A call came in to my desk Tuesday afternoon. The caller identified himself and said he’d recently stumbled across an old blog post of mine about “how to know you’ve lived here a long time.” I allowed as how I vaguely remembered it.
“Here is my question: Are you a person who is SERIOUSLY interested in local history?” the man said.
Something about his intensity put me off, I guess. We had a halting back-and-forth about whether he’s ever read my work (he repeated that he had merely stumbled across my blog post and immediately picked up the phone to call), how he had once set linotype for the Progress Bulletin, how he didn’t like to waste his time.
“Are you a person who is SERIOUSLY interested in local history?” he repeated briskly. “It’s a yes or no question.”
Oh brother. He had a self-serious “do I have an age-old conspiracy for you!” air about him, perhaps a complaint worrying him for decades like a pebble in his shoe, and the odds that whatever he was selling I would buy were growing poorer by the second.
I told him I do from time to time write about local history, and to my mind, yes, I’m serious. Evidently this answer wasn’t sufficiently enthusiastic.
“You just missed out on a great story,” the man informed me with a mixture of pity, disappointment and triumph.
I sighed and said, “Whatever, man,” then hung up on him before he could hang up on me.
If it turns out he knew where all the bodies are buried, and it’s not Bellevue Cemetery, I guess I blew it.
Loyal? Stubborn? Whichever, I flew in and out of ONT for my vacation. They were so happy to have me, my first flight was canceled in an effort to keep me there longer. Sigh. Wednesday’s column has the details.
Can you believe we haven’t done one of these guess-the-location photos since April 2012? (In that one I was marveling that we hadn’t done one since August 2011. I’ve gotta step it up.)
Reader Bob Terry contributes the above photo, and thankfully he told me where it is because I wouldn’t have known. Can you identify the location of this piece of public art? Submit your guess in the comment field below. The correct answer will appear here tomorrow.
* Why wait? Linda Bissonnette and Ramona both have it right, as do Xavier Torres and Kimberly Serdinsky LaHue on FB. Their comments, aside from the location, include “ugly” and “very gaudy.” Tough crowd.
What, you didn’t know I was gone? That was the point. I wrote three columns ahead and produced a few blog posts while away to fill the gap. Spent last week in ol’ St. Lou visiting the folks. Today I’ll be back at my desk in Ontario. What did I miss?
Sunday’s column rounds up comments about the end of the line for Ramon’s Cactus Patch in Ontario, which closed after 75 years. Many people ate there for decades. My favorite is the woman talking about her parents’ first taste of Mexican food!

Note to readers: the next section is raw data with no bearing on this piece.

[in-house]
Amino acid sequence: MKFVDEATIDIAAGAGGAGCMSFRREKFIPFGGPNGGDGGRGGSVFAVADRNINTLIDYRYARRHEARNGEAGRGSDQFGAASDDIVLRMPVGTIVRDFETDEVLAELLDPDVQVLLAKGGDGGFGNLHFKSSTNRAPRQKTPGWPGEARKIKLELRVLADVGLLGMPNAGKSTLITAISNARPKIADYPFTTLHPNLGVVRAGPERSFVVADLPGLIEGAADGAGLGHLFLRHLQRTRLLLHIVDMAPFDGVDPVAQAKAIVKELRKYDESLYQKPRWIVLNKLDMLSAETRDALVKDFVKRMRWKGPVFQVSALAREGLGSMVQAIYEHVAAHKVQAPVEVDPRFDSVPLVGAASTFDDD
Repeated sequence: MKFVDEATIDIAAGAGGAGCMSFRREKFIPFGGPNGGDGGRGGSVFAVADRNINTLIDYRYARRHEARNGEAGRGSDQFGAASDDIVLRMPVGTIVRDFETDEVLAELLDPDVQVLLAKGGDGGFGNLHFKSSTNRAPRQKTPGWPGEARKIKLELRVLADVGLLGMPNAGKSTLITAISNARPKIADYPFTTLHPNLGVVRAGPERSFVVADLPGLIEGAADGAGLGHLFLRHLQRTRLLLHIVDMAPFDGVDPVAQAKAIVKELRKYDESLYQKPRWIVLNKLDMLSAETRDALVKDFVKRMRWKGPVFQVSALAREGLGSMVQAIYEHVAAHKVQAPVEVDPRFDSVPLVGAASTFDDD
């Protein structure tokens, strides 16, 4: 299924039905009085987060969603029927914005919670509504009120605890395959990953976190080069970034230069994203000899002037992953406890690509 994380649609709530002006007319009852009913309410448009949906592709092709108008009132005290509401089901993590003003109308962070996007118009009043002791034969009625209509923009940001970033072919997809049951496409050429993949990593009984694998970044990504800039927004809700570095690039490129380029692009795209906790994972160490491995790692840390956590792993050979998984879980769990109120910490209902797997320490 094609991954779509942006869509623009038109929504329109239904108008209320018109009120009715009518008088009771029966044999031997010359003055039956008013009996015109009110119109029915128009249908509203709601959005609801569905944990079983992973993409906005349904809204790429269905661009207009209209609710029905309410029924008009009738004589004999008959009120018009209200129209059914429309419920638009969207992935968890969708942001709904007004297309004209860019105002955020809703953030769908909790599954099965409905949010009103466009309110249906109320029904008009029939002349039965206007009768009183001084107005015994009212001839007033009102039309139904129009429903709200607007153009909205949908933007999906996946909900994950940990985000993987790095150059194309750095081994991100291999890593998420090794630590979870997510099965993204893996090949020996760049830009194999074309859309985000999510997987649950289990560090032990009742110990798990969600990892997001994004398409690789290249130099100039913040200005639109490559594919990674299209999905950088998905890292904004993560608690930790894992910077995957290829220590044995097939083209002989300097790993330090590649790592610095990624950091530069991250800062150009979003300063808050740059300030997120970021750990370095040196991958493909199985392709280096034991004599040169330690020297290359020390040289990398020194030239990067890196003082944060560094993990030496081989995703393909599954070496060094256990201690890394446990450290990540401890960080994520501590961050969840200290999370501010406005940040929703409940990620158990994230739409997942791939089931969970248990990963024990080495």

Rancho Cucamonga is getting its first gastropub, and it’s a hot name. Slater’s 50/50 is a small chain that began in Anaheim Hills in 2009 and has expanded to four other locations with its beer (100 craft and local beers on tap) and burgers that are half beef, half bacon. Haven’t had one, but it sounds interesting, and Slater’s has won a bunch of “best burger” honors.
Now one is coming to the former Harry’s Pacific Grill building on Day Creek Boulevard on the edge of Victoria Gardens. “This summer,” Slater’s website says.
Btw, my Restaurant of the Week feature will return next Friday.
In Friday’s column, I recount a visit to the Rancho Cucamonga DMV, the one that opened a year ago. Have you been? Kind of snazzy, for a DMV, and my experience was pleasant. Yours might be too, if you make an appointment instead of merely showing up.
This might be a preview of my next Reading Log, provided I can finish the darned book. That would be “Ulysses” by James Joyce, which clocks in at 644 pages and is famously hard to read. It’s about the unheroic lives of a bunch of Dubliners on one day: June 16, 1904. It’s been called the best novel of the 20th century (and a lot of other things).
A friend, and a bunch of his friends, are trying to read it by June 16, which is known to fans as Bloomsday, after protagonist Leopold Bloom, and my friend invited me to join them. He’s planning a dinner party that night — the menu of which had better not feature kidney and liver, two of Bloom’s dietary mainstays. (I think he’s going to make corned beef.)
This was the encouragement I needed: I bought my copy 15 years ago (the receipt is inside, showing that I bought it at Borders in Montclair on July 24, 1998) and never had the nerve to read it.
I’m up to page 220, after nearly a week of dedicated reading (and a couple of weeks of nibbling prior to that). Have you ever read it, either by choice or for a class? Tried to read it? Thought of reading it?
I can see why it’s famous, although I’m admiring it more than loving it.
Wednesday’s column begins with news about traffic control cameras that have gone in at three locations on western Foothill Boulevard in Upland. They’re there to control traffic lights. Following that are some valley vignettes, an item about an Upland restaurateur’s hijinks and an item about “The Office.”
In Florida, my friend Russ Lemmon spotted this sign in a retirement community. I like how the Allen in question merits a first initial.